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Are we ready for Biden v. Trump 2.0?



America may not want a Trump-Biden rematch, but Donald Trump and Joe Biden sure do.

A CNN poll late last year showed that 6 in 10 Republicans and Republican-leaning independents want a different GOP nominee in 2024, and a roughly similar proportion of Democrats hope for a nominee other than Biden.

Not that either man is inclined to pay any attention.

Trump wants revenge against a president who humiliated him in 2020 and who, with an approval rating in the mid-40s, would seem ripe for the picking.

Biden wants to run against a controversy-plagued former president whom he beat once before and used to great effect as a foil in the 2022 midterms.

Trump’s best argument is that his policies were better than Biden’s. Biden’s best argument is that he’s not Trump.

It’s the weirdest, and most dispiriting, symbiotic relationship in politics. It’s the career politician soaked in conventional politics versus the upstart developer with zero respect for rules. The establishmentarian versus the populist. Boring versus erratic.

If Biden stepped aside, Trump might feel a little less driven to run, whereas if Trump declined to run, Democrats would have to be much more nervous about how Biden would match up against a younger, less toxic opponent.

As it is, the weakness of each is a motivator and prop for the other.

Just consider: It’s probably a good rule of thumb not to run a presidential candidate who’s under federal investigation for mishandling classified documents.

Both can point at the other and try to argue, in effect, “Hey, your special counsel investigation is much worse than my special counsel investigation.”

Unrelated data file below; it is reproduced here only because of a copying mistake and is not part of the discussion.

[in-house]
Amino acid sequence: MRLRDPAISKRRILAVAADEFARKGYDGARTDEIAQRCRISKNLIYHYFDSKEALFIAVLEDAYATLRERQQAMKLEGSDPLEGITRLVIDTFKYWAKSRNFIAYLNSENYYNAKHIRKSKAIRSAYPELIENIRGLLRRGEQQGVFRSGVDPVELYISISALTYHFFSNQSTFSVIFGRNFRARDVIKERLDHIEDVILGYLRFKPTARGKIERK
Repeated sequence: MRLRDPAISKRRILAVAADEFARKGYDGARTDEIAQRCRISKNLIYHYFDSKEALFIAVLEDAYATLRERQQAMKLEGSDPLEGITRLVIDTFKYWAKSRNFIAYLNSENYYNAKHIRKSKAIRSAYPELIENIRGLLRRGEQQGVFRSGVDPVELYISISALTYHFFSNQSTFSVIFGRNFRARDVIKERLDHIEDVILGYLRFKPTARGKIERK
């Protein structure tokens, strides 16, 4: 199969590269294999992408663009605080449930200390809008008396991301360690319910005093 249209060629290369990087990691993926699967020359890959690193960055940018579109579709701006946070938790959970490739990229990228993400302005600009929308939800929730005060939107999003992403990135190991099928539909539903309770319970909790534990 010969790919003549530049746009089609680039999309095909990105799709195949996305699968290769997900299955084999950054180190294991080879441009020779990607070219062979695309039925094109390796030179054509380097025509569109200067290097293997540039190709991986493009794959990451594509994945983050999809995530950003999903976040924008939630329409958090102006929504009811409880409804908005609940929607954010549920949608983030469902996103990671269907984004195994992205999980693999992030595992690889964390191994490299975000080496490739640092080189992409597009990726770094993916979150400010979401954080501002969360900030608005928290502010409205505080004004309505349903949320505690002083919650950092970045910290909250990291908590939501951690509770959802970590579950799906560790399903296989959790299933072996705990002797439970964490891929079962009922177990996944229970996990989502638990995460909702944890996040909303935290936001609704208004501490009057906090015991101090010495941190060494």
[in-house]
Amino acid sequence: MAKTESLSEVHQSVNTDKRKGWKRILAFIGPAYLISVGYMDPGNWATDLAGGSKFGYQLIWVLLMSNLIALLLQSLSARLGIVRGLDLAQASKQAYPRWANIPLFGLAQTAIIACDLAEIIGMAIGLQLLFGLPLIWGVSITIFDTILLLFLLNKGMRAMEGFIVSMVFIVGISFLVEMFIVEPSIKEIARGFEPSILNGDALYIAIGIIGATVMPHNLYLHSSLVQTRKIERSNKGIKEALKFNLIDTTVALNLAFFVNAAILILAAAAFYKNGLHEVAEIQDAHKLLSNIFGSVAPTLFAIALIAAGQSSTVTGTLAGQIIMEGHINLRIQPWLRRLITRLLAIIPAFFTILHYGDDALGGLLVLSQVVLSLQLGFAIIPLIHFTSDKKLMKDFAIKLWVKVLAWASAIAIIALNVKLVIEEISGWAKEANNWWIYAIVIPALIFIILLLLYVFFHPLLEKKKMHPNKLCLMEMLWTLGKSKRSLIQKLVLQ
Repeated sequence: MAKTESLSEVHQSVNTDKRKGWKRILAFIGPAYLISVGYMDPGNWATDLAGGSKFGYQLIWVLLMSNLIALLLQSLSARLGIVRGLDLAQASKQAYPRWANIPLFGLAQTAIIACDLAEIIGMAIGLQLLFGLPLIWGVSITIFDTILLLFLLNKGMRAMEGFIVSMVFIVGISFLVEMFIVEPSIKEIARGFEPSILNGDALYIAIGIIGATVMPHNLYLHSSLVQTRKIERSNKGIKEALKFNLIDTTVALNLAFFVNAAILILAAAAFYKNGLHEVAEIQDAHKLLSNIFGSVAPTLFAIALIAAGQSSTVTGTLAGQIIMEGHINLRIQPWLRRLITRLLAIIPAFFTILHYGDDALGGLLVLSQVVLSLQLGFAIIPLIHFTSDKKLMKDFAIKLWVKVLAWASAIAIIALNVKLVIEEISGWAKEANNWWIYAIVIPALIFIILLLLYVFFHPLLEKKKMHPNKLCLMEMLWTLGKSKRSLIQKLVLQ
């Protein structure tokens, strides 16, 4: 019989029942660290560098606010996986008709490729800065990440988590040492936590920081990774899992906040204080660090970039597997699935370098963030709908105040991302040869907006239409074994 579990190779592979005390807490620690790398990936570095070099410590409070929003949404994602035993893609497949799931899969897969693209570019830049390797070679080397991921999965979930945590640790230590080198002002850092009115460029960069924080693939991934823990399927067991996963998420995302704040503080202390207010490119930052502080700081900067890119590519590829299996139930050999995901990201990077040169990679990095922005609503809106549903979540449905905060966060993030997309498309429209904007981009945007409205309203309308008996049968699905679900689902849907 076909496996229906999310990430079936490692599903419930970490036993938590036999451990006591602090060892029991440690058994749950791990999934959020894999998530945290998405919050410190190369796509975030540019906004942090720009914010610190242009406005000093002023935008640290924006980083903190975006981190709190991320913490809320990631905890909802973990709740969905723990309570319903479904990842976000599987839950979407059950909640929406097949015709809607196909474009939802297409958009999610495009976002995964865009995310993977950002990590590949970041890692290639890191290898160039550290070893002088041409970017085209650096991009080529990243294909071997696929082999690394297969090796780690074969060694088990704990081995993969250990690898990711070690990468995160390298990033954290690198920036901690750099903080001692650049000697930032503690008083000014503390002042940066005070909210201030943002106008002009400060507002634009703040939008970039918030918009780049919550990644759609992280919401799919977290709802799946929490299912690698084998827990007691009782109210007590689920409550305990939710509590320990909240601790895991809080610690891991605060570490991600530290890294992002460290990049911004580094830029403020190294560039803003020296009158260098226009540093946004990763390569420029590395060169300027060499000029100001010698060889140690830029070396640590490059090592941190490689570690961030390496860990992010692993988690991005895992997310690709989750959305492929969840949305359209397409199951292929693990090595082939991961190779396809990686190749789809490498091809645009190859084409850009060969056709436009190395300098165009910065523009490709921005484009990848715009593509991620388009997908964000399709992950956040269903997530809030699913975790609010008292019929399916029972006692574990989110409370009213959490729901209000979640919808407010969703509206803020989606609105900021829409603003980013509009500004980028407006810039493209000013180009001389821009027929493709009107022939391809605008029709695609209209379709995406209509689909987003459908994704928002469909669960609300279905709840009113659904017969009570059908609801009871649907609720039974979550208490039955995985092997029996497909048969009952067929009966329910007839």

Trump tucked into this debate in his characteristic fashion. In a Truth Social post, he mocked Biden for having classified documents “on the damp floor” of his “flimsy, unlocked, and unsecured” garage, whereas Mar-a-Lago is “a highly secured facility.” (Of course, Biden famously insisted that his garage was locked — he has a classic Corvette to protect, after all).

Biden’s team and allies have made the opposite case that, in contrast to Trump, his mistakes were inadvertent and immediately reported to authorities.

Regardless of the merits, there’s no doubt that Biden’s possession of classified documents materially assists Trump in his case; it might save him from indictment.

By the same token, Trump’s possession of classified documents materially assists Biden in his case; the discovery of the documents in Biden’s various unsecure locations may be a fiasco, but not one as drawn out and legally fraught as the Mar-a-Lago drama.

Now, it’s entirely possible that the second season of Trump versus Biden never makes it to production. Despite all signs indicating that he wants to run again, Biden might pull up short because he doesn’t feel up for it. For his part, Trump has a significant chance of winning the Republican nomination, yet it isn’t a gimme.

If the prospect of returning to 2020 is unappealing, look on the bright side: We never really left.

Rich Lowry is editor in chief of National Review



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